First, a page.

Crohn's disease, also known as Crohn syndrome and regional enteritis, is a type of inflammatory bowel disease (IBD) that may affect any part of the gastrointestinal tract from mouth to anus. Signs and symptoms includes abdominal pain, diarrhea (which may be bloody if inflammation is severe), fever, and weight loss. Other complications may occur outside the gastrointestinal tract and include anemia, skin rashes, arthritis, inflammation of the eye, and tiredness. The skin rashes may be due to infections as well as pyoderma gangrenosum or erythema nodosum. Bowel obstruction also commonly occurs and those with the disease are at greater risk of bowel cancer.
Acute treatment uses medications to treat any infection (normally antibiotics) and to reduce inflammation (normally aminosalicylate anti-inflammatory drugs and corticosteroids). When symptoms are in remission, treatment enters maintenance, with a goal of avoiding the recurrence of symptoms. Prolonged use of corticosteroids has significant side-effects; as a result, they are, in general, not used for long-term treatment. Alternatives include aminosalicylates alone, though only a minority are able to maintain the treatment, and many require immunosuppressive drugs. It has been also suggested that antibiotics change the enteric flora, and their continuous use may pose the risk of overgrowth with pathogens such as Clostridium difficile.
Major research on disease
Recent studies using helminthic therapy or hookworms to treat Crohn's Disease and other (non-viral) auto-immune diseases seem to yield promising results. Numerous preclinical studies demonstrate that activation of the CB1 and CB2 cannabinoid receptors exert biological functions on the gastrointestinal tract. Activation of CB1 and CB2 receptors in animals has shown a strong anti-inflammatory effect. Cannabinoids and/or modulation of the endocannabinoid system is a novel therapeutic means for the treatment of numerous GI disorders, including inflammatory bowel diseases like Crohn's disease. A few small trials have looked at medical cannabis but further evidence is required to determine its usefulness.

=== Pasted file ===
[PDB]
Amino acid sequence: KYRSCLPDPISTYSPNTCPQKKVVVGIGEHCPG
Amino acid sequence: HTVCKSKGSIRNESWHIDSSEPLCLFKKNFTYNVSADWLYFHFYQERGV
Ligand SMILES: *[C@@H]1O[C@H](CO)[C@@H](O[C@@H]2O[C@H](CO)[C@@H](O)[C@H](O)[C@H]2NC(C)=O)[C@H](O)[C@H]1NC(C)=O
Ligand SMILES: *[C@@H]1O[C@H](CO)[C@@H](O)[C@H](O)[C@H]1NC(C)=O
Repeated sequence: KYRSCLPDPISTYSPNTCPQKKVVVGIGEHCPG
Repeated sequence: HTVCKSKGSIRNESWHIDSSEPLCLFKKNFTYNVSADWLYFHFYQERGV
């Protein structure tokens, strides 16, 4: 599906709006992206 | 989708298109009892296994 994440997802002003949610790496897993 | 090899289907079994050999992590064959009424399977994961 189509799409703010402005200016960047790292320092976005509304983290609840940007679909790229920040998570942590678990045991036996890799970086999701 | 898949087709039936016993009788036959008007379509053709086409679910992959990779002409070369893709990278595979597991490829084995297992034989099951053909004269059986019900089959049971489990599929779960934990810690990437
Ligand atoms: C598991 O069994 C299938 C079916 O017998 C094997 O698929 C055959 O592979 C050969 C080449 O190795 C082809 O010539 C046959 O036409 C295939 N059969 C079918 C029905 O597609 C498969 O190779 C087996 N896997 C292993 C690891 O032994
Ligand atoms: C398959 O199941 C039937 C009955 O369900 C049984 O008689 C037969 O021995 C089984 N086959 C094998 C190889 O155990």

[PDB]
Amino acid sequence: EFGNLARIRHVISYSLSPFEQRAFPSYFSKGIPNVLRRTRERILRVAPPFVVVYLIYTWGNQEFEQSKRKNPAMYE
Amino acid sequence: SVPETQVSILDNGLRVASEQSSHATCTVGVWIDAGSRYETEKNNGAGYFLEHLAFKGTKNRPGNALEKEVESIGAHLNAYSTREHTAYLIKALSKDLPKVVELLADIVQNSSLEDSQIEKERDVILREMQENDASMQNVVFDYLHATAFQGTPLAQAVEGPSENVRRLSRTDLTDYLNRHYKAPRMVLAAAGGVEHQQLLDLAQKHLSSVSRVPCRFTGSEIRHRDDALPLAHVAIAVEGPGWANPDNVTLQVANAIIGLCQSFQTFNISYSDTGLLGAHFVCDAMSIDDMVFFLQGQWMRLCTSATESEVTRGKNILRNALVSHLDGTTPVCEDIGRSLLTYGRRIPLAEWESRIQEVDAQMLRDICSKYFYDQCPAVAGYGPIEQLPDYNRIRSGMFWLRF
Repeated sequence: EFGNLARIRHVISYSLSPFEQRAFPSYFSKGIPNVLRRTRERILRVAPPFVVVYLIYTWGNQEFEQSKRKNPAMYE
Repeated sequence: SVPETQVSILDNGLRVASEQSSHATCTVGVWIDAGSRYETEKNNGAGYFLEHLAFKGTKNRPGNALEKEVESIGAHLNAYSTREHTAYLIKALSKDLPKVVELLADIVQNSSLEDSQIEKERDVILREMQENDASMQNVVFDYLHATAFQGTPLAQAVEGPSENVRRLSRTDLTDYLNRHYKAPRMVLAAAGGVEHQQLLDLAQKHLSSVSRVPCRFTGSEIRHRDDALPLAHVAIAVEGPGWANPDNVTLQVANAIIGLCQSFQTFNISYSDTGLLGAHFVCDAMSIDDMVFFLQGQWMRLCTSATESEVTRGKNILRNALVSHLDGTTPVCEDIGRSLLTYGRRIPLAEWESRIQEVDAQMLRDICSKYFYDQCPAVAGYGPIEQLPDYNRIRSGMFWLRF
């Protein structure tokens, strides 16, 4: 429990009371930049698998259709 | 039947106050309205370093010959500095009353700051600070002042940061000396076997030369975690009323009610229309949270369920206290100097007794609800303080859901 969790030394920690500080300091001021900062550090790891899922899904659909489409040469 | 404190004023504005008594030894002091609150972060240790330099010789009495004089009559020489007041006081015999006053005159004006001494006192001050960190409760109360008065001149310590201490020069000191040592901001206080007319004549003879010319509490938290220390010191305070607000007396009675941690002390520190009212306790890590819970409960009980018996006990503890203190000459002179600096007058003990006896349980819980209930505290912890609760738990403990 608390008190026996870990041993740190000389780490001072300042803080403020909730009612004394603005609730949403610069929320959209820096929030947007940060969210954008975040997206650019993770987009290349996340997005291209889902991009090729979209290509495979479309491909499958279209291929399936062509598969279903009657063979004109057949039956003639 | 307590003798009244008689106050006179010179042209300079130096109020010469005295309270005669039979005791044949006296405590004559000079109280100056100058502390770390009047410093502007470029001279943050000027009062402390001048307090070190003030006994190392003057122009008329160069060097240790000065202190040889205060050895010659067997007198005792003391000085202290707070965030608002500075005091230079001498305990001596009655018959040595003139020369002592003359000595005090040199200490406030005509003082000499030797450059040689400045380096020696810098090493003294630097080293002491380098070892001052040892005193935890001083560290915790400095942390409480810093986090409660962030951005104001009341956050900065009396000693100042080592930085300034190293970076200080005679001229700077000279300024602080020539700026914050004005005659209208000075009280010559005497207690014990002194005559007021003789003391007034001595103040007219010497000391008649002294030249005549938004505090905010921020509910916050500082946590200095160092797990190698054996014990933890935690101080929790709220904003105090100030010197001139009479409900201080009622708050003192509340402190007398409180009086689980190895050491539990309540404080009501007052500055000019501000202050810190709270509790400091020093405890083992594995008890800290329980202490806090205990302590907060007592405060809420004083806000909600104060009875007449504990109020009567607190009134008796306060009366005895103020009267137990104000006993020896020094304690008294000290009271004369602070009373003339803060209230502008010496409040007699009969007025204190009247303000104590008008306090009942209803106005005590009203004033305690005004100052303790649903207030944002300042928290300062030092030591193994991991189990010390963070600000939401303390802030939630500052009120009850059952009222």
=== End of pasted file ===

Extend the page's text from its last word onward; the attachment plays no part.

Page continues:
The study is comprised of 26 patients with CD (age 36.6 ± 8.6 year, male:female, 16:10) and 26 patients with GITB (age 37.2 ± 9.6 year, male:female, 15:11). The following clinical variables between the two groups (CD vs TB) were significant in univariate analysis: duration of symptoms (58.1 ± 9.8 vs 7.2 ± 3.4 mo), diarrhoea (69.2% vs 34.6%), bleeding per rectum (30.7% vs 3.8%), fever (23.1% vs 69.2%), ascites (7.7% vs 34.6%) and extra-intestinal manifestations of inflammatory bowel disease (61.5% vs 23.1%). Of these, all except ascites and extra-colonic manifestations were found statistically significant by MLR. Accuracy of predicting CD was 84.62% based on the fever, bleeding P/R, diarrhoea and duration of symptoms while it was 63.4% when histology was reported as inflammatory bowel disease and 42.3% when there was recurrence of disease after surgery. Accuracy of predicting GITB was 73.1% when there was co-existing pulmonary lesions and/or abdominal lymphadenopathy; 75% when tuberculosis was reported in histology; 63.4% when granuloma was found in histology; 82.6% when TB PCR was positive; and 61.5% when smear and/ or culture was positive for AFB. Serological test was not useful in differentiation of CD from GITB. Positivity rates for CD and GITB were: p-ANCA- 3.8% and 3.8%, c-ANCA- 3.8% and 0%, IgA ASCA- 38.4% and 23.1%, and IgG ASCA- 38.4% and 42.3%, respectively